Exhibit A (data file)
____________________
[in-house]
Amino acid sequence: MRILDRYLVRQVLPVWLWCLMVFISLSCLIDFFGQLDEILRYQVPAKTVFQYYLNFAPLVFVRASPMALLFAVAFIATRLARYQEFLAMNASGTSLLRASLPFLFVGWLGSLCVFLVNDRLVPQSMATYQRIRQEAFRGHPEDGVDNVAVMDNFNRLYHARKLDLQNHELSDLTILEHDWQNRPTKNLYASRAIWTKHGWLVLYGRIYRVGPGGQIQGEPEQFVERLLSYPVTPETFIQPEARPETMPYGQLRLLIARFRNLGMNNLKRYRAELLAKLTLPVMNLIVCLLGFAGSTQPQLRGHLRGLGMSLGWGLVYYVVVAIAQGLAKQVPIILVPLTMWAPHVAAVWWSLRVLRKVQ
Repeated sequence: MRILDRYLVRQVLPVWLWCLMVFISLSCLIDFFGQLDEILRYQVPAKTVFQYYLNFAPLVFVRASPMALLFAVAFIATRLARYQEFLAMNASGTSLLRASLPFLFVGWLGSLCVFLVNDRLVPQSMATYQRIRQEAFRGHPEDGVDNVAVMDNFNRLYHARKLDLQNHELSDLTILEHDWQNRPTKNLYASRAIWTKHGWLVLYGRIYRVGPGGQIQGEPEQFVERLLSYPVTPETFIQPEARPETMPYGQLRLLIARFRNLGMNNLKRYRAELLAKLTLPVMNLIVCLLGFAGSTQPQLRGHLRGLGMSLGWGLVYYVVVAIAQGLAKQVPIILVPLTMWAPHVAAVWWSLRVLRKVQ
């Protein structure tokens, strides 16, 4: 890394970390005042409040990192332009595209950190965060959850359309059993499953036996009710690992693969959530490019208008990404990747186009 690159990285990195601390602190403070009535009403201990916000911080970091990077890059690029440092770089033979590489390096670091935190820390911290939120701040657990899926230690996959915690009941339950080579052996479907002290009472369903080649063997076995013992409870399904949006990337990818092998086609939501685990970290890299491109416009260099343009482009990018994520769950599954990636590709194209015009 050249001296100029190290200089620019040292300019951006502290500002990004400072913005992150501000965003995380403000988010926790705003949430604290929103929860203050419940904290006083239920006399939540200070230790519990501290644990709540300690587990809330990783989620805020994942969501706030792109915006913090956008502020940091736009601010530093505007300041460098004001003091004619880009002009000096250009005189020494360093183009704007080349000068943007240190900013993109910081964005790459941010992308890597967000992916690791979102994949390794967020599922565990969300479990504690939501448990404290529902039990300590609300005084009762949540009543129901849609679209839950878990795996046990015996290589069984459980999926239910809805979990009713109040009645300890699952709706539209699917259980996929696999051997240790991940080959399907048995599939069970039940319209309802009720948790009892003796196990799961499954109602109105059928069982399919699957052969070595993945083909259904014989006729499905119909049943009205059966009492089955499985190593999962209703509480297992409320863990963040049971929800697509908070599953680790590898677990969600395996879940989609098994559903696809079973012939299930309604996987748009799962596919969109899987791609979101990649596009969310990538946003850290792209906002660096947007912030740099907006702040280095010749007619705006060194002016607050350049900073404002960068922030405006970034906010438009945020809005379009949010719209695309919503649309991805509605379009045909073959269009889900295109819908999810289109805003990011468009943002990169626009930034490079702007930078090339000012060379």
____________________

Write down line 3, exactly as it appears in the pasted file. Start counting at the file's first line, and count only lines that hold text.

Repeated sequence: MRILDRYLVRQVLPVWLWCLMVFISLSCLIDFFGQLDEILRYQVPAKTVFQYYLNFAPLVFVRASPMALLFAVAFIATRLARYQEFLAMNASGTSLLRASLPFLFVGWLGSLCVFLVNDRLVPQSMATYQRIRQEAFRGHPEDGVDNVAVMDNFNRLYHARKLDLQNHELSDLTILEHDWQNRPTKNLYASRAIWTKHGWLVLYGRIYRVGPGGQIQGEPEQFVERLLSYPVTPETFIQPEARPETMPYGQLRLLIARFRNLGMNNLKRYRAELLAKLTLPVMNLIVCLLGFAGSTQPQLRGHLRGLGMSLGWGLVYYVVVAIAQGLAKQVPIILVPLTMWAPHVAAVWWSLRVLRKVQ